Facebook Chief Operating Officer Sheryl Sandberg apologized Thursday for the social media giant’s data breach and admitted the company failed to do enough to protect the data of tens of millions of its users.
Yet she said the company does not know whether political consulting firm Cambridge Analytica, which used Facebook data to target voters in the run-up to the 2016 elections, still possesses user data from the company, and if so, what the data is.
“We were given assurances by them years ago that they deleted the data. We should’ve followed up. That’s on us. We are trying to do a forensic audit to find out what they have,” Sandberg said.
Cambridge Analytica’s misuse of Facebook data, which may have affected up to 87 million users, according to a blog post from the company this week, has sparked widespread anger at the company and its founder, Mark Zuckerberg, who will testify before Congress about how his company protects user data next week.
In an interview with the PBS NewsHour’s Judy Woodruff, Sandberg acknowledged the company “under-invested” in the safety and security of user data. Sandberg said Facebook is now working to rectify that.
“We were very focused for the last 10 years on building on social experiences [but] we were not focused enough on the possible misuses of data,” Sandberg said. “What we are doing now is looking much more holistically at all the ways Facebook data is used and making a lot of proactive changes.”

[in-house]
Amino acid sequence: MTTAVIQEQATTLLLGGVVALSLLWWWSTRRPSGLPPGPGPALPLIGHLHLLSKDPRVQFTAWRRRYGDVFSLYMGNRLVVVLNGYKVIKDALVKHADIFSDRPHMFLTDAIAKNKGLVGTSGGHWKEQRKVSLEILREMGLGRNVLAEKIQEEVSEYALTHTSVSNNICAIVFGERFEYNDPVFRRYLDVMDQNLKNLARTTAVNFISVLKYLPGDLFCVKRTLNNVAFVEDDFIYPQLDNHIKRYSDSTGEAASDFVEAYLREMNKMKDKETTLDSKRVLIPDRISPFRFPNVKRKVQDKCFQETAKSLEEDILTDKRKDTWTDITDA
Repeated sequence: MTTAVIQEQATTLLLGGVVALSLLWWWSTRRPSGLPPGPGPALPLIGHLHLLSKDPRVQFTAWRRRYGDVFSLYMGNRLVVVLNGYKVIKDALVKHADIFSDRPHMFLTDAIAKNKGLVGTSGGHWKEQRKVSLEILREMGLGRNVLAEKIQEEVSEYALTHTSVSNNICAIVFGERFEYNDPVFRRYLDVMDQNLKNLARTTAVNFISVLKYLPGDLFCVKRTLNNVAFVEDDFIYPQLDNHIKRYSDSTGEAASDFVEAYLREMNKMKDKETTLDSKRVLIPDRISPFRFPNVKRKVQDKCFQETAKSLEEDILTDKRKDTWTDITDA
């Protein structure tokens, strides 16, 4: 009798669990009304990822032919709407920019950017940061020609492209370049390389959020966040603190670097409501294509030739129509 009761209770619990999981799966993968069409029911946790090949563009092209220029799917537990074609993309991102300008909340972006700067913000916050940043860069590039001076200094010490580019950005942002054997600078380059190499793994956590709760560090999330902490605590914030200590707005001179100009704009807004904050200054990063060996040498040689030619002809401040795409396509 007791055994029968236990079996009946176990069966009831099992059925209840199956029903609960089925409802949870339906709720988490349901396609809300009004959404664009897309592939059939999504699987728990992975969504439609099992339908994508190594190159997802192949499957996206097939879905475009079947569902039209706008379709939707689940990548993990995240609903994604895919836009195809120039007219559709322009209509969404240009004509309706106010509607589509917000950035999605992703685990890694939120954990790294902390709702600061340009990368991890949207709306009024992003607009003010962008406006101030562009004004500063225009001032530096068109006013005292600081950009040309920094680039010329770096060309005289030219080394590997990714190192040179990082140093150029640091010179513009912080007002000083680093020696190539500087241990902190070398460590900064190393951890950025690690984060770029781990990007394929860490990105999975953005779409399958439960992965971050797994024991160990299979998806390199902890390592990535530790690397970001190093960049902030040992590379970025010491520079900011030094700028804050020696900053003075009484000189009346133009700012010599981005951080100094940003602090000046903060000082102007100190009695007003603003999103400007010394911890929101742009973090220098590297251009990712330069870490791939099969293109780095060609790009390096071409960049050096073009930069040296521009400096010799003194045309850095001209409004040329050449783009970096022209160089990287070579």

Other highlights from the interview:
- On reports that Russian agents used Facebook to spread false information during the 2016 elections: “Certainly we’ve done a lot of soul-searching on the role
we played with the foreign interference that we did not see or catch early enough on our election,” Sandberg said. “I think people are going to be trying to answer that question for a long time.”
- Facebook is open to the idea of additional government regulation, Sandberg said. But she stopped short of saying how far the company would go in supporting new regulations. “We’ve given a lot of thought to that. We do operate under a lot of regulation around the world,” Sandberg said.
- Sandberg defended her company’s business model, pushing back on criticism that Facebook puts advertisers ahead of user privacy. “We believe very deeply in our advertising model,” she said. “Can we run an ads business where we serve targeted ads in the way that protects people privacy? And the answer to that is yes.”